This is the Plaza Reial at sunset. Pretty spectacular huh?!

Next up…Gaudí and a day trip to Montserrat

Granada, the Alhambra and the Albaicín

Granada, also in southern Spain, is much smaller than Seville and very different geographically. It sits at the foot of the Sierra Nevada Mountains and is a higher and drier climate.

Since they were working on the train line between Seville and Granada, we rented a car for this 3 hour drive. The fields of sunflowers were beautiful!

The main attraction in Granada is The Alhambra, a moorish citadel and palace.

We stayed in the medieval moorish neighborhood called The Albaicín. It has narrow, windy cobblestone streets and is located on a hill facing the Alhambra.

See the crane and tower in the picture below? That’s where we stayed.

We stayed just below Plaza Mirador de San Nicolas, where everyone (including some bus loads of tourists because the Alhambra and Albaicín became UNESCO sites in 1984) came each night to admire the views of the Alhambra and watch the sunset.

I was a little nervous about staying in the Albaicín because I had read a few mixed things on TripAdvisor. Whoever thought the Albaicín was sketchy or unsafe has obviously never really traveled before. Just use common sense. Geez! The only dangerous thing in this neighborhood was all the dog poop!

We loved spending the week relaxing in our apartment, swimming in the pool, walking to everything and taking in these incredible views from the top balcony!

Of course, you can’t go to Granada without touring the Alhambra!

Tip– you must get your tickets well in advance to see the Alhambra! You can’t just show up on the same day and expect to get in. Get ticket information here.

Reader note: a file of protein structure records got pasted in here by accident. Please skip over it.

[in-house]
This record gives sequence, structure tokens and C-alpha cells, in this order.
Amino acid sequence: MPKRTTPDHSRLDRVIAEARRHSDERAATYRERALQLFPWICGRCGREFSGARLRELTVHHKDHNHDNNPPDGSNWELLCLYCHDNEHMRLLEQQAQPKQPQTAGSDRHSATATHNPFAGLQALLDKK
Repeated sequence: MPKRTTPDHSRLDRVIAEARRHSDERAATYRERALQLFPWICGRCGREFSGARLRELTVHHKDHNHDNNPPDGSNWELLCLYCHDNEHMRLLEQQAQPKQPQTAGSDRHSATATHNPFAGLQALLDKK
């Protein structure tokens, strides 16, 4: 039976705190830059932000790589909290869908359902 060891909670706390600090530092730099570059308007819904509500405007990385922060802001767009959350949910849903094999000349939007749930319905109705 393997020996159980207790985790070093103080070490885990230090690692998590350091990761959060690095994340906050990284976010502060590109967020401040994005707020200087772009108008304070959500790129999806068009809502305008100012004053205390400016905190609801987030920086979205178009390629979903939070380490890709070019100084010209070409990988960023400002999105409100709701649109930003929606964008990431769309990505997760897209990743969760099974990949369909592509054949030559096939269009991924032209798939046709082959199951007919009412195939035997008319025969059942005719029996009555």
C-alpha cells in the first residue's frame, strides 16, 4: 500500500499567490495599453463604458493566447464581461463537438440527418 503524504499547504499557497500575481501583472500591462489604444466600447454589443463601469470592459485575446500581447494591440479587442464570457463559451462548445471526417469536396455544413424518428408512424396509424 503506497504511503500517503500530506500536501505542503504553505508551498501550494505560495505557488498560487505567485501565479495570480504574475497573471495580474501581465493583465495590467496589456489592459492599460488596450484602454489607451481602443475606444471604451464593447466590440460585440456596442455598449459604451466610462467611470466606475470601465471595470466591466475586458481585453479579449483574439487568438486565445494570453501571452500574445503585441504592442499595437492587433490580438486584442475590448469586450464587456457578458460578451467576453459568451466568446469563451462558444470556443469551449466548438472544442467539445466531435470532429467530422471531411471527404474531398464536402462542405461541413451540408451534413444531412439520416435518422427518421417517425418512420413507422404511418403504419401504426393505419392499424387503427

We had a private, guided tour that lasted about 3 1/2 hours. I’m glad we started early (it gets hot) and I’m glad we had a guide.

Although, our very friendly and knowledgeable guide spent a lot of time discussing Roman aqueducts and Arabic writing. I had to force myself to concentrate and listen in case she asked me a question!

By the way, the Alhambra and the Alcazar in Seville were built by the same architects. Cool huh?

The gardens of the Alhambra were especially beautiful and peaceful.

There is more to Granada than the Alhambra…

I already mentioned the Albaicín-just wandering around the streets is a fun way to spend the day.

There are many teterias or tea rooms in Granada. They are typically informal with a selection of teas, juices, water pipes or hookahs and moorish pastries. Mmm.

You can also spend time wandering around the Alcaiceria in Granada. It was once a great silk bazaar but there was a fire in 1843 and it burned down. Today, it’s filled with souvenir shops but we had fun strolling through!

We could easily walk to the lovely and clean center of town from the top of the Albaicín. Getting back up in the scorching hot temps was another story…but that’s what taxis are for!

On our last night in Granada, we headed out for a flamenco show and dinner at Jardines de Zoraya. We had seen a terrific show in Seville so we had low expectations. The show was actually very good!

The appetizers were good, dinner meh and the dancers were very good particularly one man at the end of the show. However, we were blown away by the amazingly talented female singer (cantaora) and the guitar player. Incredible!

One thing that we didn’t get to do was visit Sacromonte, the Roma cave community above the city. Arabs first inhabited these caves but after they were driven out during the 1500’s, the Roma settled there and still live there today. It’s full of shops, restaurants and flamenco. Well, I guess we gotta save something for next time!